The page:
Protecting Ottawa’s Carp Hills

A beaver pond on the recently acquired Carp Hills property

Photo: A beaver pond on the recently acquired Carp Hills property


Tamara Chipperfield

Natural heritage

Published Date: Feb 12, 2009

Just north of the Village of Carp lie the Carp Hills – one of the largest and wildest natural areas within the City of Ottawa. The Carp Hills are classified as a Regionally Significant Life Science Area of Natural and Scientific Interest (ANSI) and constitute the largest outcropping of the Canadian Shield in southeastern Ontario, east of the Frontenac Arch. With funding assistance from the Ontario Heritage Trust’s Natural Spaces Land Acquisition and Stewardship Program (NSLASP), the City of Ottawa recently acquired a 54.5-acre (22-hectare) parcel of land within the Carp Hills over which the Trust will hold a heritage conservation easement.

The City of Ottawa and the Trust were eager to acquire this land to protect the rich plant and animal communities that thrive in the Carp Hills. Many of these communities contain species that are seldom seen in this area. A mix of beaver ponds, wet meadows, unforested bedrock outcrops and early successional forests provide habitat for this biodiversity. The beaver ponds provide nesting habitat for a variety of water birds – such as ducks and herons – as well as habitat for the provincially and nationally threatened Blandings Turtle. The bare granite bedrock supports plant communities typical of cliff tops and outcrops in the Gatineau Hills of western Quebec. This large outcropping of the Canadian Shield has a complex bedrock geology containing a variety of gneissic, granitic and marble substrates.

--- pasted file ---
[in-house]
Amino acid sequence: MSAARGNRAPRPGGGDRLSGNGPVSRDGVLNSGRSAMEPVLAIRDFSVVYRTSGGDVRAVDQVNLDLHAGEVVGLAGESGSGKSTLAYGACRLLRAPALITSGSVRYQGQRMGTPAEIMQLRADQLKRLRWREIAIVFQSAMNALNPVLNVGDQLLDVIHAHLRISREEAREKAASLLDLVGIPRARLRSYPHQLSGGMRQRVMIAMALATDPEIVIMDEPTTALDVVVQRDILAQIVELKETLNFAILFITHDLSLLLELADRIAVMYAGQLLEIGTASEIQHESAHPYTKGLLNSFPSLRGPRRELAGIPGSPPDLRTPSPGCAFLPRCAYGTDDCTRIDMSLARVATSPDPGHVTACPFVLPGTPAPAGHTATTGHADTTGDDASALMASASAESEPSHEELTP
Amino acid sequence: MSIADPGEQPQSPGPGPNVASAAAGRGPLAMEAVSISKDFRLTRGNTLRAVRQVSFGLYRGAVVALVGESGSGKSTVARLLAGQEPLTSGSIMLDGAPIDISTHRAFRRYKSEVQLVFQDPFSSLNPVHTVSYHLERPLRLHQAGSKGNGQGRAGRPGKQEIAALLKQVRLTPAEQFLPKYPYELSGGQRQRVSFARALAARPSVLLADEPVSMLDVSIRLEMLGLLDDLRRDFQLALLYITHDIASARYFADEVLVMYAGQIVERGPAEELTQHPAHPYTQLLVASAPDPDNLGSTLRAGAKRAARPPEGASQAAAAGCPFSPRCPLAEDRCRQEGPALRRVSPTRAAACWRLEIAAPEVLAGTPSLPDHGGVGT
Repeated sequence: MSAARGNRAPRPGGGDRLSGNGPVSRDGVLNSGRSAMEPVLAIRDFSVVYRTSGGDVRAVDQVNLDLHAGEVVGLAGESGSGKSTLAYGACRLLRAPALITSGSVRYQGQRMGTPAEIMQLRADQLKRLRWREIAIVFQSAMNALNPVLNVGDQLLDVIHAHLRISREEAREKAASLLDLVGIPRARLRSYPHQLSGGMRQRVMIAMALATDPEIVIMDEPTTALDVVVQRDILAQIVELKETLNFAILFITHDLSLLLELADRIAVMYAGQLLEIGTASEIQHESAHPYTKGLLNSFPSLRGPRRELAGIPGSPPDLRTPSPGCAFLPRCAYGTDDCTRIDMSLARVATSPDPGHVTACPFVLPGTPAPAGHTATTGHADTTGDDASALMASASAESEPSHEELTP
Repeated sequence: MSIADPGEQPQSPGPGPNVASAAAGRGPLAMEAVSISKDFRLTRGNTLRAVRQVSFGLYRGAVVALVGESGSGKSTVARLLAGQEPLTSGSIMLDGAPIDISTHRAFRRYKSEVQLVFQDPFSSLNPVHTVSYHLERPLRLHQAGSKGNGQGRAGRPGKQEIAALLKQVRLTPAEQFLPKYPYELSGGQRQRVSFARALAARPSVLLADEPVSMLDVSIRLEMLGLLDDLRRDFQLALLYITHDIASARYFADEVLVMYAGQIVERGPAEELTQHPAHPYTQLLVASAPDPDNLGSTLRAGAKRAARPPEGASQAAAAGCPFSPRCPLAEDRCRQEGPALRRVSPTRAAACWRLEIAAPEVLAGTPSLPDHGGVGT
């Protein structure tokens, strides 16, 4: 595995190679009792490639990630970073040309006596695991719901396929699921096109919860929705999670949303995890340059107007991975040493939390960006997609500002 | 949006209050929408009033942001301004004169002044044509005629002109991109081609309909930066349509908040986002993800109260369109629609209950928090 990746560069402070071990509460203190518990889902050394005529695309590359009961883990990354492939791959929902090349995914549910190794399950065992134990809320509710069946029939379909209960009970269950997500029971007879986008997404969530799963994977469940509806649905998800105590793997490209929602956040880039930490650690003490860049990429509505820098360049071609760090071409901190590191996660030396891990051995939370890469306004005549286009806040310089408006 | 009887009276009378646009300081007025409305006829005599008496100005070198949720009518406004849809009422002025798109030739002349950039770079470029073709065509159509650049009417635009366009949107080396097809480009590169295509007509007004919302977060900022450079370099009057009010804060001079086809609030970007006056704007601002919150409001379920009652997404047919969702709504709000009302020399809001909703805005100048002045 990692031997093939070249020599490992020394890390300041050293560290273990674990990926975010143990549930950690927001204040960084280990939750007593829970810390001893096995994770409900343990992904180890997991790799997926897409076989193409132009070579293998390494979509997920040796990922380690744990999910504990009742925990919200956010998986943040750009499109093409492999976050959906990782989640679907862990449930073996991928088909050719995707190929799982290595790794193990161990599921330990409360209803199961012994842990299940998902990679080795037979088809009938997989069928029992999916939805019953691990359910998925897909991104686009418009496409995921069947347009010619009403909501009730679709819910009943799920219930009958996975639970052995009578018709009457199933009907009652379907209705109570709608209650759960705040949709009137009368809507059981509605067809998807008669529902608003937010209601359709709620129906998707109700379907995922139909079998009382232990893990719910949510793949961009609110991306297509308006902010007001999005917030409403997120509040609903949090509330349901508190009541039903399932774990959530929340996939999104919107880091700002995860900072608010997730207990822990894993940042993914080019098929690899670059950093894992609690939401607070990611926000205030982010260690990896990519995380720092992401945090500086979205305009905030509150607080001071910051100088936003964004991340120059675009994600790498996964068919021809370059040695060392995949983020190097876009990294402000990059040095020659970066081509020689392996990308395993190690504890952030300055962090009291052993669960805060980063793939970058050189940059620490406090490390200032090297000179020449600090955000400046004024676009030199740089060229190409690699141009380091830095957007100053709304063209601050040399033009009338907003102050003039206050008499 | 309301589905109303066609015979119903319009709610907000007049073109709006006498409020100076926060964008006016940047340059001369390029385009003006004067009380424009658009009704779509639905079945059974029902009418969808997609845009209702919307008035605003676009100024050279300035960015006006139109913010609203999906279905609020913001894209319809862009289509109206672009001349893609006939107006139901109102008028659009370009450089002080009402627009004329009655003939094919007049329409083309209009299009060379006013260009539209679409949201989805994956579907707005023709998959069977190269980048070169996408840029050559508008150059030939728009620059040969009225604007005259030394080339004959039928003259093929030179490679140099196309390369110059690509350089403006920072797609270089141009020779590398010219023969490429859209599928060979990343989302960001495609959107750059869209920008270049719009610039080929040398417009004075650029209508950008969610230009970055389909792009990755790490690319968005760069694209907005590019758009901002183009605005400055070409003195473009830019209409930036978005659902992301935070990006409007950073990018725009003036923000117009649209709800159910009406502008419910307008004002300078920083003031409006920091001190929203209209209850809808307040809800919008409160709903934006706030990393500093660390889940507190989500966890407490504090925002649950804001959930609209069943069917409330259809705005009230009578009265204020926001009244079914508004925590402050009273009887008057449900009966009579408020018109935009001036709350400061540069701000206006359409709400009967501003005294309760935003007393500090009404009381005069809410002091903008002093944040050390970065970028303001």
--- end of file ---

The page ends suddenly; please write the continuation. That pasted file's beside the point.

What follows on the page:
This recent acquisition adds to the 1,903 acres (770 hectares) of land that the City of Ottawa has acquired in order to conserve and protect the Carp Hills. The City of Ottawa has a commitment to purchase additional lands within the Carp Hills in order to link and consolidate city-owned properties. “The consolidation of these lands into public ownership will protect a significant natural heritage feature,” said David Miller, a Senior Environmental Planner for the City of Ottawa. In addition, the City of Ottawa intends to prepare a stewardship plan that will ensure the Carp Hills are protected to ensure their ecological integrity in perpetuity.

The Ontario Heritage Trust is proud to be a partner in this project to help save more of our precious natural heritage.

The NSLASP was established in 2005, with the support of the province, for the acquisition and stewardship of provincially significant natural heritage lands. To date, the Ontario Heritage Trust has approved funding for 54 applications to this program.